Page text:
Palabras-clave: Bebidas carbohidratadas. Glicemia. Ejercicio.
Nutrition is an important tool within the sports practice, once when well oriented it may reduce fatigue, which allows the athlete to train longer or better recover between training sessions(1). Since many food nutrients provide energy and regulate the physiological processes related to exercise, it would be tempting to associate the dietetic changes with improvement of the athletic performance(2).
According to the Subcommittee of the Dietetic Ingestion Recommendations (DIR) from 1989(3), in a balanced diet the carbohydrates should represent the biggest part of the energetic ingestion. Although being small, the body's glycogen supplies(4), are important during the fasting period, as well as during extended exercise situations, in which the glucose and the fatty acids are oxidized in order to provide energy to the muscular contraction(5).
The carbohydrates are divided in three main categories: monosaccharides, disaccharides and polysaccharides. As examples of monosaccharides we have the glucose and the fructose, as disaccharides we have the saccharose, maltose and lactose and in the polysaccharides group we find the complex carbohydrates which include the glucose polymers (as the maltodextrin)(6).
Due to the fact that the body does not digest and absorb the carbohydrates with the same velocity, a mechanism called glycemic index was developed in order to evaluate the effect of the carbohydrates on the blood glucose(7). The glycemic index is a qualitative indicator of the ability of an ingested carbohydrate to increase blood glucose levels(8), providing effective information for a suitable nutritional plan in relation to the strategic supplementation of carbohydrates for the exercise(9). Such fact suggests that besides the kind of carbohydrate (simple or complex), the glycemic index can be used as a reference guide for the selection of the ideal carbohydrates nutritional support for athletes.
The more intense the exercise, the bigger its dependence in relation to the carbohydrate as fuel(4). Thus, the measurement of some functional limitation indexes during physical activity becomes important in order to have a suitable follow-up of the individual's physical performance. Among these variables, we find the heart rate (HR), the oxygen maximal consumption (O2max) and the blood lactate(10), which help in the training control and physical performance of athletes and physical activities practitioners.
The drinks containing different quantities and kinds of electrolytes and/or nutrients such as carbohydrates are used by athletes and physical activities practitioners, with the objective to improve the physical performance. The sport drinks can be taken before, during or after exercise. When taken before exercise, they have as objective to prevent or delay the homeostatic disturbs which may follow the physical activity, granting a suitable plasmatic volume from the beginning of the exercise. It also promotes a small fluids reserve in the gastrointestinal lumen, which will be absorbed during the activity. Moreover, the consumption in the pre-exercise can optimize the glucose concentrations in the flowing blood, through the supply of carbohydrates(11). When used during exercise, the carbohydrates can improve the performance as shown in the study by Carter et al.(12). The intake of solutions containing carbohydrates after exercise is recommended by the Brazilian Society of Sports Medicine(13), with the aim to favor a maximal resynthesis of muscular and hepatic glycogen.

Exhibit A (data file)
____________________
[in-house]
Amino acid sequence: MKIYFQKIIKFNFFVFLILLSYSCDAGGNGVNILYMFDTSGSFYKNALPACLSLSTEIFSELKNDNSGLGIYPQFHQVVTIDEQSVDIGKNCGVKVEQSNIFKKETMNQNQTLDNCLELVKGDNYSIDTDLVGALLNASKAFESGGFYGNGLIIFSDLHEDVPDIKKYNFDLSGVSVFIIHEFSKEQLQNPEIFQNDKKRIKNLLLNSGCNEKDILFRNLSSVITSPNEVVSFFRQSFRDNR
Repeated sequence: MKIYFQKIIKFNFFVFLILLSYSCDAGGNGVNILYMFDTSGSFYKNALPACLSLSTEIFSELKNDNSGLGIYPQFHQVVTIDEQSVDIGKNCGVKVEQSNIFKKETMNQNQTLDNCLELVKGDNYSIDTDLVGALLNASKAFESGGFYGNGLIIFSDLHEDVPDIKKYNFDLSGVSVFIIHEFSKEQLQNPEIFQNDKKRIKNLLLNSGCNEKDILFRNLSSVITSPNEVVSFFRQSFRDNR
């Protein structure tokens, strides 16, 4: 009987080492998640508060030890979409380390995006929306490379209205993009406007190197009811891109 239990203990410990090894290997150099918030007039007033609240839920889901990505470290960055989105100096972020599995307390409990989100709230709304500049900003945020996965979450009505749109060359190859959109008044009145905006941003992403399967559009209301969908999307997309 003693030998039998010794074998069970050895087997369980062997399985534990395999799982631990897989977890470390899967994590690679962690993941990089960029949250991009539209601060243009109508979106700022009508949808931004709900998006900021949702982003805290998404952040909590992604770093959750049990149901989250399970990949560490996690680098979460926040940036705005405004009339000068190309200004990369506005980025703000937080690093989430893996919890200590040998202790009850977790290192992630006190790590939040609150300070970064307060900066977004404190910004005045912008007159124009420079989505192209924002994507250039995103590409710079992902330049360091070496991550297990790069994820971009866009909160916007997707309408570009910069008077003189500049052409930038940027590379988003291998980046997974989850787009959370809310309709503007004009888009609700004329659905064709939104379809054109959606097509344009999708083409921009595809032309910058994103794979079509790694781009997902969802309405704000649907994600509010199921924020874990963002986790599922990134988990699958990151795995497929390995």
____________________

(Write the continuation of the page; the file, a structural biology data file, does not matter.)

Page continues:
The effect of the intake of drinks containing carbohydrates in the pre-exercise in relation to metabolism and performance is questioned yet. Some studies presented performance improvement(14-16), while others did not obtain effects(17-20) or even demonstrated performance decrease(21-22). Therefore, this work aims to clarify the effects of the prior consumption of drinks with different kinds of carbohydrates before an exercise in cycle ergometer with stable intensity in the second ventilatory threshold.
Sample: 10 healthy male, non-smoker and non-athlete volunteers, who did not use supplements, were evaluated and invited to participate in the study after reading and signing the informed consent term. This study was approved by the Ethics in Research Committee from the Methodist Educational Group IPA (# 1100 from 06/08/2004).